Coffee is such an integral part of everyday life that few of us stop to think about the people that grow coffee beans to make this hugely popular beverage.
Legend has it that the energizing effect of the coffee bean was first recognized by a 9th-century goat herder in the Kaffa province of Ethiopia, where the coffee tree originated. Coffee was almost certainly cultivated in Yemen long before the 15th century when Sufi mystics reportedly drank it to keep awake during extended hours of prayer. The drink was spread by Muslim pilgrims and traders across North Africa and the Middle East, where Arabian coffeehouses became centers of political activity. The Dutch planted coffee in Sri Lanka, India and Java in the late 1600s and later in South America. Within a few years Dutch colonies became the main suppliers of coffee to Europe, its production associated with colonial expansion and slavery. Coffee soon became one of the most valuable primary products in world trade.
Global coffee consumption doubled over the last 40 years from 4.6m tons in 1970 to 9.6m tons in 2013. Coffee producing countries consume 30% of the world’s coffee, led by Brazil whose consumption reached 1.3m tons in 2013. The remaining 70% of coffee produced is traded internationally; the US is the biggest importer, followed by Germany and Japan.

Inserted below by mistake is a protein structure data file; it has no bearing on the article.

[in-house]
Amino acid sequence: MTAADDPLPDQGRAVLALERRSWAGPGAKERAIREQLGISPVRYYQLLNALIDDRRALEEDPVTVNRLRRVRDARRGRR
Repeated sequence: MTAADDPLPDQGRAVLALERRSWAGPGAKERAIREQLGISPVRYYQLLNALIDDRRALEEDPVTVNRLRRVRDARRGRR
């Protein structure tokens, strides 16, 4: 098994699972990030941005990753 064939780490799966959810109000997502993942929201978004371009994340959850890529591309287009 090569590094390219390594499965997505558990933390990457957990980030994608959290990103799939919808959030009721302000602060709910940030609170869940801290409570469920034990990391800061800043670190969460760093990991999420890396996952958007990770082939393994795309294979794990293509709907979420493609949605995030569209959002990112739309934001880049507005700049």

Coffee is grown in more than 70 countries but over 60% of the world’s coffee is produced by just four of them – Brazil, Vietnam, Colombia and Indonesia. Latin America is the largest regional producer with a 60% share, followed by Asia and Oceania (27%), and Africa (13%).
For countries that produce it, coffee exports generate a significant proportion of their national income and are a vital source of the foreign exchange earnings that governments rely on to improve health, education, infrastructure and other social services. For instance, Burundi relies on coffee for 60% of its export earnings, Honduras for 25% and Nicaragua for almost 20%. In Ethiopia, 15 million smallholders, nearly a fifth of the population, depend on coffee for their livelihood. Coffee exports made up 25% of the country’s total export earnings in 2014. In Uganda, half a million smallholders produce coffee, the primary source of income for around 2.5 million people or 8% of the population.
In the next decade, the global coffee sector will face many challenges. These include the continuing global economic crisis, volatile coffee prices, supply shortages from key coffee producing countries, rising production costs, reduced availability of land and labor, food security and poverty in coffee communities, and the impacts of climate change.